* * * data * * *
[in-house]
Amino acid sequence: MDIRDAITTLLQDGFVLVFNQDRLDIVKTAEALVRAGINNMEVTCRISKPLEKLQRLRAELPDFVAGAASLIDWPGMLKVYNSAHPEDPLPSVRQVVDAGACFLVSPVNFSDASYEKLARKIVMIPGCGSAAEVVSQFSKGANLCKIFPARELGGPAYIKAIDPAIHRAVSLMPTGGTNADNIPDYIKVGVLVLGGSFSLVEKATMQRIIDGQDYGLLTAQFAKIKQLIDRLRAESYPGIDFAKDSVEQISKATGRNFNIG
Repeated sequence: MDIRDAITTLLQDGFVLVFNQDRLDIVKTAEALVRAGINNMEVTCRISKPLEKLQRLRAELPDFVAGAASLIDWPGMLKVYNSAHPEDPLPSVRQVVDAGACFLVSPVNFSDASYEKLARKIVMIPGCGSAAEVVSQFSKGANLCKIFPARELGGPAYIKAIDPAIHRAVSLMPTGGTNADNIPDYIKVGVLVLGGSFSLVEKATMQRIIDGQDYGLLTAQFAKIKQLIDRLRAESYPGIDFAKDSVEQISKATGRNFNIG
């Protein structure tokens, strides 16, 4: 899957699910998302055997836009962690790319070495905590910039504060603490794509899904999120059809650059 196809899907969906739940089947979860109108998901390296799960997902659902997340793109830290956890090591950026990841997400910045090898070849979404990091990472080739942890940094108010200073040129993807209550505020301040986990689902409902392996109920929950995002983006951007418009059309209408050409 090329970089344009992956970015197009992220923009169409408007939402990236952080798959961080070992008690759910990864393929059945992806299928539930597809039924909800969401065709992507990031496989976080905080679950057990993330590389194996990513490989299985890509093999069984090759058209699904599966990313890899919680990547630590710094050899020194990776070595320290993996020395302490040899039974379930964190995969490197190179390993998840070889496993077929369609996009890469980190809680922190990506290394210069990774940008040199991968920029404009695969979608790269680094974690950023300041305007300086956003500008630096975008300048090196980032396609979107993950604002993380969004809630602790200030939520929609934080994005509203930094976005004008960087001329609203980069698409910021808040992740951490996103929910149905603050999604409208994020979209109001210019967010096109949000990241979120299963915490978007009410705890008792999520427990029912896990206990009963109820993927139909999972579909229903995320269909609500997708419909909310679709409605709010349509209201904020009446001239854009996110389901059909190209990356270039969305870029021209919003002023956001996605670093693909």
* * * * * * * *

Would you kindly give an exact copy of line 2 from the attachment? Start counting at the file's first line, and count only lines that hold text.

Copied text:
Amino acid sequence: MDIRDAITTLLQDGFVLVFNQDRLDIVKTAEALVRAGINNMEVTCRISKPLEKLQRLRAELPDFVAGAASLIDWPGMLKVYNSAHPEDPLPSVRQVVDAGACFLVSPVNFSDASYEKLARKIVMIPGCGSAAEVVSQFSKGANLCKIFPARELGGPAYIKAIDPAIHRAVSLMPTGGTNADNIPDYIKVGVLVLGGSFSLVEKATMQRIIDGQDYGLLTAQFAKIKQLIDRLRAESYPGIDFAKDSVEQISKATGRNFNIG